Drivers may believe raising speed limits on interstates save travel time and improve traffic flow; but there’s a downside: Death.
New research, conducted by The AAA Foundation for Traffic Safety, the Insurance Institute for Highway Safety (IIHS) and Humanetics Innovation Solutions, a global leader in crash testing and auto safety, reports even small speed increases can have huge effects on crash outcomes.
As many states consider raising posted speed limits to improve travel times, the three national safety organizations collaborated to examine the effect of speed on the severity of occupant crashes.
Here’s what they learned: today’s cars may be safer than they’ve ever been, but no one’s yet figured out how to make them defy the laws of physics.
The research found higher speed crashes were so forceful they cancelled out benefits of vehicle safety improvements such as airbags, seat belts and structural designs, all developed to protect occupants.
The question, asks Dr. David Yang, the AAA Foundation’s executive director is whether it’s worth shaving a few minutes off your drive.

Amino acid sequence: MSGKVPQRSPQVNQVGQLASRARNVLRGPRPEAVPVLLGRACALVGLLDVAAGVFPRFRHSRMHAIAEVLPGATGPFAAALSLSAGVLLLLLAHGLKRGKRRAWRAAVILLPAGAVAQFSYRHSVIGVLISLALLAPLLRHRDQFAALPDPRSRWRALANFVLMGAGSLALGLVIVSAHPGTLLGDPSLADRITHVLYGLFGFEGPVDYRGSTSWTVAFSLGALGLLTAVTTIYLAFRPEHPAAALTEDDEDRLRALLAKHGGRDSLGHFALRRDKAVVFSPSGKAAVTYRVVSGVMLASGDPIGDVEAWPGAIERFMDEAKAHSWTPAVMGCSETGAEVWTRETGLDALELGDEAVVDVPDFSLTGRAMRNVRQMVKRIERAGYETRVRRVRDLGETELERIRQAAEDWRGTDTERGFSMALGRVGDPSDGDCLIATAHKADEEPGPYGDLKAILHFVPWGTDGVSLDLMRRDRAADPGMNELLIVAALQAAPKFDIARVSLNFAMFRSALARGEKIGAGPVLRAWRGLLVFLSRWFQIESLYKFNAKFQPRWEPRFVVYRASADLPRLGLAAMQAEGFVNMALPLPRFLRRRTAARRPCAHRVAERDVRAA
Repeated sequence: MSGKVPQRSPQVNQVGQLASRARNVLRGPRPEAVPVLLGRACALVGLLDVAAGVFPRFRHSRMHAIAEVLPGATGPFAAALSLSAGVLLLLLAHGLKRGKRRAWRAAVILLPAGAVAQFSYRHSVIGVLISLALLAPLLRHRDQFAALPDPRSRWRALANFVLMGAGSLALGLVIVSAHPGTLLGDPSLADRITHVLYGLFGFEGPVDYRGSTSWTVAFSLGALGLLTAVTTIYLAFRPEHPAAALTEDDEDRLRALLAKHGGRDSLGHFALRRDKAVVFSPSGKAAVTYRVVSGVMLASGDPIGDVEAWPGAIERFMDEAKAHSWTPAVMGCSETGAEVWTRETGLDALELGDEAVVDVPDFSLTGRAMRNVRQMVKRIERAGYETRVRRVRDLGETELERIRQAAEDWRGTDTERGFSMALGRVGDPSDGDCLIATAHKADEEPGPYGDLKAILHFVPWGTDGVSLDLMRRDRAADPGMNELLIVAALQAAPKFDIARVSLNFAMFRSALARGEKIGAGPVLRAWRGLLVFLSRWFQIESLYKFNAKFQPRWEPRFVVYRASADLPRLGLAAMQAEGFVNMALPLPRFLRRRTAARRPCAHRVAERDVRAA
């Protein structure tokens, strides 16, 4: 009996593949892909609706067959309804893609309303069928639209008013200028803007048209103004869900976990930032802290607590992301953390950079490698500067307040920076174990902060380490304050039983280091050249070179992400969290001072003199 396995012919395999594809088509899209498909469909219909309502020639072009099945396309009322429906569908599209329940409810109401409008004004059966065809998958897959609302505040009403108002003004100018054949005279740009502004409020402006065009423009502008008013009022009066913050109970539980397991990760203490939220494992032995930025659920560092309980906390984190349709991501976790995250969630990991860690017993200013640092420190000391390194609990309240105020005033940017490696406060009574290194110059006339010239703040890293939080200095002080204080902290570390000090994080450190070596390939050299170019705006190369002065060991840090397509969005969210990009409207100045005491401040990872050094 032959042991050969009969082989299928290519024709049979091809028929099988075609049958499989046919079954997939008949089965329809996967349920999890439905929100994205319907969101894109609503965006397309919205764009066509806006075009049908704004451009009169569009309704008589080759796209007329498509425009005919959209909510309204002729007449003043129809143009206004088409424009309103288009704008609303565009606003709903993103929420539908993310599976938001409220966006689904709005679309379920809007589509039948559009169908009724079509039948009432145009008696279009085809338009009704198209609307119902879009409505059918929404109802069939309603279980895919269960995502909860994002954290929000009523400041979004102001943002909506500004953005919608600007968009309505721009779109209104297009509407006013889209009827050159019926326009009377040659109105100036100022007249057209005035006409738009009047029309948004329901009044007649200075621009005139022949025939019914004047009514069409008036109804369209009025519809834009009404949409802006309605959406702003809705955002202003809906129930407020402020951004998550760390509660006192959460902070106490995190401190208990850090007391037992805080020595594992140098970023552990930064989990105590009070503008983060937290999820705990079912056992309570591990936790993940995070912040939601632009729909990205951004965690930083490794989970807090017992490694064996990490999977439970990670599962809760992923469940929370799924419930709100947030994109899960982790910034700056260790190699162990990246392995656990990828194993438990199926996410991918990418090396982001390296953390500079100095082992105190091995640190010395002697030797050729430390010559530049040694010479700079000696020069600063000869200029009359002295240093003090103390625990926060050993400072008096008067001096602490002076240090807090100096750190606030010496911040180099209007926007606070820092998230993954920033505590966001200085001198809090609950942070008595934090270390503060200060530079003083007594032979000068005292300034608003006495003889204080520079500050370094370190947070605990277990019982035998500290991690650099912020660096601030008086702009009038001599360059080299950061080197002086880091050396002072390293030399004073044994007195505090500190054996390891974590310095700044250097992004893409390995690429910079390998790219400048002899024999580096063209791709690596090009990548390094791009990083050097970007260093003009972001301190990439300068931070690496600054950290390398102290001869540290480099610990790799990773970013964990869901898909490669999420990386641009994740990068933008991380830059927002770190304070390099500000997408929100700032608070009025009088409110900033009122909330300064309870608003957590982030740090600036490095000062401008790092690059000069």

“A speeding driver may arrive at their destination a few minutes faster but is the risk of getting severely injured or losing one’s life worth it if a crash occurs?” he said.
Using crash dummies, outfitted with hundreds of sensors, tests were conducted at 40-, 50-, and 56 miles per hour, using three 2010 Honda CR-V EX crossovers. The vehicles represented the average age (11.8 years) of a typical vehicle on U.S. roadways and earned top ratings in IIHS moderate overlap front tests.
The research found:
- At a 40-mph impact speed, there was minimal intrusion into the driver’s space. But at 50 mph, the driver-side door opening, dashboard and vehicle foot area were clearly deformed.
- At 56 mph, the crash significantly compromised the vehicle’s interior with the dummy’s sensors registering severe neck injuries and likely fractures to the lower legs.
- In the higher speed crashes, the dummy’s head penetrated the deployed airbag on the steering wheel, resulting in a high risk of facial fractures and severe brain injury, and
- The faster drivers go before a crash, the less likely they’ll be able to slow to survivable speeds – even if there’s a chance to brake before impact.
Today, 41 states allow speeds of 70 mph or higher on some roadways, including eight that allow speeds of 80 mph or more. In Connecticut maintains a 55-mph limit on urban interstates and a 65-mph limit on limited access roads and rural interstates.
Speed limits do maximize safety for all public road users – when correctly enforced, the research reports. To do this, AAA recommends states use engineering and traffic surveys to set maximum speed limits and enforce existing speed limits through enforcement, traffic calming measures and road changes.